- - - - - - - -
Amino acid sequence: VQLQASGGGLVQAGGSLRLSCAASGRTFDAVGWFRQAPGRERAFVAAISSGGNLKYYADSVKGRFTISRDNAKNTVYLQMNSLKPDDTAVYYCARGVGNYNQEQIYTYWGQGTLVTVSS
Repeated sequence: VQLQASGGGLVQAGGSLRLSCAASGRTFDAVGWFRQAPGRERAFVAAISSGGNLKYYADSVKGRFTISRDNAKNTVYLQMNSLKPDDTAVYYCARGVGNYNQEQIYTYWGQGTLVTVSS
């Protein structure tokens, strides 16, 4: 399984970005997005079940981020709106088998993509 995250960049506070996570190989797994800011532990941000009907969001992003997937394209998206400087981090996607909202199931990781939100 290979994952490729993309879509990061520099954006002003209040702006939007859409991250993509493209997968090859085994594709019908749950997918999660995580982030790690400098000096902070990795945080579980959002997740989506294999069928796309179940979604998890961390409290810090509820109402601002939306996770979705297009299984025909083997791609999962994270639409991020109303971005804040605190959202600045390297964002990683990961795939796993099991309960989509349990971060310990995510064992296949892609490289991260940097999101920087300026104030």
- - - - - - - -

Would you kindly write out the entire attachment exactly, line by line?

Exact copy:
Amino acid sequence: VQLQASGGGLVQAGGSLRLSCAASGRTFDAVGWFRQAPGRERAFVAAISSGGNLKYYADSVKGRFTISRDNAKNTVYLQMNSLKPDDTAVYYCARGVGNYNQEQIYTYWGQGTLVTVSS
Repeated sequence: VQLQASGGGLVQAGGSLRLSCAASGRTFDAVGWFRQAPGRERAFVAAISSGGNLKYYADSVKGRFTISRDNAKNTVYLQMNSLKPDDTAVYYCARGVGNYNQEQIYTYWGQGTLVTVSS
């Protein structure tokens, strides 16, 4: 399984970005997005079940981020709106088998993509 995250960049506070996570190989797994800011532990941000009907969001992003997937394209998206400087981090996607909202199931990781939100 290979994952490729993309879509990061520099954006002003209040702006939007859409991250993509493209997968090859085994594709019908749950997918999660995580982030790690400098000096902070990795945080579980959002997740989506294999069928796309179940979604998890961390409290810090509820109402601002939306996770979705297009299984025909083997791609999962994270639409991020109303971005804040605190959202600045390297964002990683990961795939796993099991309960989509349990971060310990995510064992296949892609490289991260940097999101920087300026104030």